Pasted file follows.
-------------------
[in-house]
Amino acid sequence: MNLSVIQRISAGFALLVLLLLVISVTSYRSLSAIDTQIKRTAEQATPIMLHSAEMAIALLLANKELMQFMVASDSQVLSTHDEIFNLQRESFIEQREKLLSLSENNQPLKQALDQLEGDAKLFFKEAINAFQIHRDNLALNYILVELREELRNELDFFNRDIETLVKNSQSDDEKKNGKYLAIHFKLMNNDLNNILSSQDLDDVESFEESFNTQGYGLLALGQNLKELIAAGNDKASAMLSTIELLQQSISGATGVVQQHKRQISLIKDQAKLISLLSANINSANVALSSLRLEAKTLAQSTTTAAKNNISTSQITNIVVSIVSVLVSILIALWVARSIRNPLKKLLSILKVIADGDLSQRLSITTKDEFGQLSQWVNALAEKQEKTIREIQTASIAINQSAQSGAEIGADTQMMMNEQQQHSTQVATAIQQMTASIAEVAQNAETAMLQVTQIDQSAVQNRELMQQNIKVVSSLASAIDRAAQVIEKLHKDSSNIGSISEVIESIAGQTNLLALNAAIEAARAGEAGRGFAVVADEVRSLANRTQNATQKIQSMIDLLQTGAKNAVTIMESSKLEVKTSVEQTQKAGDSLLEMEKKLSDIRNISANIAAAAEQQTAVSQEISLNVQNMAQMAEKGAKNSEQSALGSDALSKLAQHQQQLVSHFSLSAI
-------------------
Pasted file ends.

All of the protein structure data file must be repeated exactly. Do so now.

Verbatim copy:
[in-house]
Amino acid sequence: MNLSVIQRISAGFALLVLLLLVISVTSYRSLSAIDTQIKRTAEQATPIMLHSAEMAIALLLANKELMQFMVASDSQVLSTHDEIFNLQRESFIEQREKLLSLSENNQPLKQALDQLEGDAKLFFKEAINAFQIHRDNLALNYILVELREELRNELDFFNRDIETLVKNSQSDDEKKNGKYLAIHFKLMNNDLNNILSSQDLDDVESFEESFNTQGYGLLALGQNLKELIAAGNDKASAMLSTIELLQQSISGATGVVQQHKRQISLIKDQAKLISLLSANINSANVALSSLRLEAKTLAQSTTTAAKNNISTSQITNIVVSIVSVLVSILIALWVARSIRNPLKKLLSILKVIADGDLSQRLSITTKDEFGQLSQWVNALAEKQEKTIREIQTASIAINQSAQSGAEIGADTQMMMNEQQQHSTQVATAIQQMTASIAEVAQNAETAMLQVTQIDQSAVQNRELMQQNIKVVSSLASAIDRAAQVIEKLHKDSSNIGSISEVIESIAGQTNLLALNAAIEAARAGEAGRGFAVVADEVRSLANRTQNATQKIQSMIDLLQTGAKNAVTIMESSKLEVKTSVEQTQKAGDSLLEMEKKLSDIRNISANIAAAAEQQTAVSQEISLNVQNMAQMAEKGAKNSEQSALGSDALSKLAQHQQQLVSHFSLSAI